My TomTag Feelings Notebook

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Waiting for others to come to you?

How to develop conversation and pragmatic skills in autistic children – a personal view.

you-cant-stay-in-your-corner-of-the-forest-waiting-for-others-to-come-to-you-you-have-to-go-to-them-sometimes1
Like many people on the autistic spectrum my son has difficulties with conversation and pragmatic skills (the social use of language). For example, if we have visitors over it’s embarrassing when, after an hour or so,  he will say to them “Are you going now?”. It’s not that he’s being rude, it’s just that he’s still learning how to use language appropriately in social situations.

Now that he’s a teenager, keeping up with adolescent conversations is a real struggle as they tend to be fast paced, flitting in and out of topics and replete with metaphor, innuendo and sarcasm.

Pragmatics involves three major communication skills that most of us take for granted:-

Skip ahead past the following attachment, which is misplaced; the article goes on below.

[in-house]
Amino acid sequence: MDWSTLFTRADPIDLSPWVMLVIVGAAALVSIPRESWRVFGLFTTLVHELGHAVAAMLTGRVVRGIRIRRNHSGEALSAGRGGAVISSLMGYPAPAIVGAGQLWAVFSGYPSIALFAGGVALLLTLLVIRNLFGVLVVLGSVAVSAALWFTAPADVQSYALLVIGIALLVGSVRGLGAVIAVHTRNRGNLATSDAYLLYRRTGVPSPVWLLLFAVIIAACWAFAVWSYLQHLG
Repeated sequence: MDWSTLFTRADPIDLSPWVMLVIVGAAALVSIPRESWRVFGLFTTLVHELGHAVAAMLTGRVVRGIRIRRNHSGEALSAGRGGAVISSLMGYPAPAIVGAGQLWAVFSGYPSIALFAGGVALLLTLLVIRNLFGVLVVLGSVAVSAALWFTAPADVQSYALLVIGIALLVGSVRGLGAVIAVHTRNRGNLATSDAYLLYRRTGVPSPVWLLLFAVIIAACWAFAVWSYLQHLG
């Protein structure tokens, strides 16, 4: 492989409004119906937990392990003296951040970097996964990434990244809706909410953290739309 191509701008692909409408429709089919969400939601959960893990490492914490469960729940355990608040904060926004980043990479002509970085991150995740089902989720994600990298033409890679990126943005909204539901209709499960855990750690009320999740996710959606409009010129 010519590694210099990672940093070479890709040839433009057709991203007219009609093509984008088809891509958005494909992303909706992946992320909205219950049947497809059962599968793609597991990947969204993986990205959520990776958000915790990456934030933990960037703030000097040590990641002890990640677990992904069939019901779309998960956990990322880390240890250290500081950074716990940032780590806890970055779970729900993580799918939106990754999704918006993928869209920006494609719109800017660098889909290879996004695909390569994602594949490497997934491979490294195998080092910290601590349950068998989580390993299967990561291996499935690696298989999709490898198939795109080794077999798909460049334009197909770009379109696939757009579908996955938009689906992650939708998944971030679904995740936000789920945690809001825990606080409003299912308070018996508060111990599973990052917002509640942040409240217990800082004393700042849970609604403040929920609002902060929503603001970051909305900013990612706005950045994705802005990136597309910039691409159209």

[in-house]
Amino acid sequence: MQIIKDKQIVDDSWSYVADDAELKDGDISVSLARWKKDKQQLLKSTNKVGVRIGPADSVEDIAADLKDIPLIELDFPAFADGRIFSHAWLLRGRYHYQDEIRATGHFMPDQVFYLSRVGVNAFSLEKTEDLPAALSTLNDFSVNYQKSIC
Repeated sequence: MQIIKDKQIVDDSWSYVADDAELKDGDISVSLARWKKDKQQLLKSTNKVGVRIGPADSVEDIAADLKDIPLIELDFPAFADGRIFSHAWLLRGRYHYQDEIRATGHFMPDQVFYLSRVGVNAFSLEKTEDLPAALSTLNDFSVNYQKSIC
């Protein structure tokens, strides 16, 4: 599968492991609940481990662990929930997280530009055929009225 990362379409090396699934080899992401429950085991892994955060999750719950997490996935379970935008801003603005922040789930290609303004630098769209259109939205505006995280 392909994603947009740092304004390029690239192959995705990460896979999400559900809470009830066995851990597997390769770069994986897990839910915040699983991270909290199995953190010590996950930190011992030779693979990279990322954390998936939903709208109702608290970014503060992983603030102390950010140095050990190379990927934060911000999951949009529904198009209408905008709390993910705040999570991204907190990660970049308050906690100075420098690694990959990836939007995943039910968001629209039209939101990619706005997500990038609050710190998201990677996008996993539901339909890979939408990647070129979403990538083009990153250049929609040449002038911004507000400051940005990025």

• Using language for different purposes

e.g. greetings, requesting

  • Changing language according to the needs of a listener or situation

e.g. talking differently to a baby than to an adult, speaking differently in a classroom than in a playground

  • Following rules for conversation

e.g. reciprocal conversation, introducing topics of conversation, how to use facial expressions and eye contact

We have been fortunate enough to work with a very skilled speech and language therapist who has introduced the concept of conversation as two-way traffic and has been working with him using a highly individualised intervention programme. Over the last 4 years my son has been taught the anatomy of a conversation – he’s learnt about greetings and conversational openings, how topics develop and how they’re used to keep the conversation going.

friendsHe still needs help in initiating conversation topics so we use a Conversation Topics book where he lists what he knows about an individual – things like their job, hobbies and interests and also what they talked about last time. The aim is to use this visual resource to assist him in generating a topic and enable him to use specific questions to follow up on something previously discussed.

It’s a time-consuming process and will require lots of practice. He will need continued support and opportunities to develop his conversational skills but I believe it will be time well invested. Like every parent, I want my child to enjoy the experience of having friends and close relationships.

The reality is – if you can have a conversation, you can have a relationship.